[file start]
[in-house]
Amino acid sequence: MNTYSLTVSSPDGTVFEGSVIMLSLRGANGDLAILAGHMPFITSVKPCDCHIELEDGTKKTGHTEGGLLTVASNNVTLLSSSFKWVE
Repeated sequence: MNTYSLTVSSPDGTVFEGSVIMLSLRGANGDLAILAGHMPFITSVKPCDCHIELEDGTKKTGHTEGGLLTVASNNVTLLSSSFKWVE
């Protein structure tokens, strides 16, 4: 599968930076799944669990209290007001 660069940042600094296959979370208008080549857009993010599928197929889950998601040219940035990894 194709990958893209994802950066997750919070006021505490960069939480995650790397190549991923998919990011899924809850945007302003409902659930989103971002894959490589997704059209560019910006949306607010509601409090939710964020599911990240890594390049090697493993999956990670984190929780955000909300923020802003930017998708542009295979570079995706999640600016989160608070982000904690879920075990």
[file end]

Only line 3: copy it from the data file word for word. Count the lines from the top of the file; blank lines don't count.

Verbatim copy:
Repeated sequence: MNTYSLTVSSPDGTVFEGSVIMLSLRGANGDLAILAGHMPFITSVKPCDCHIELEDGTKKTGHTEGGLLTVASNNVTLLSSSFKWVE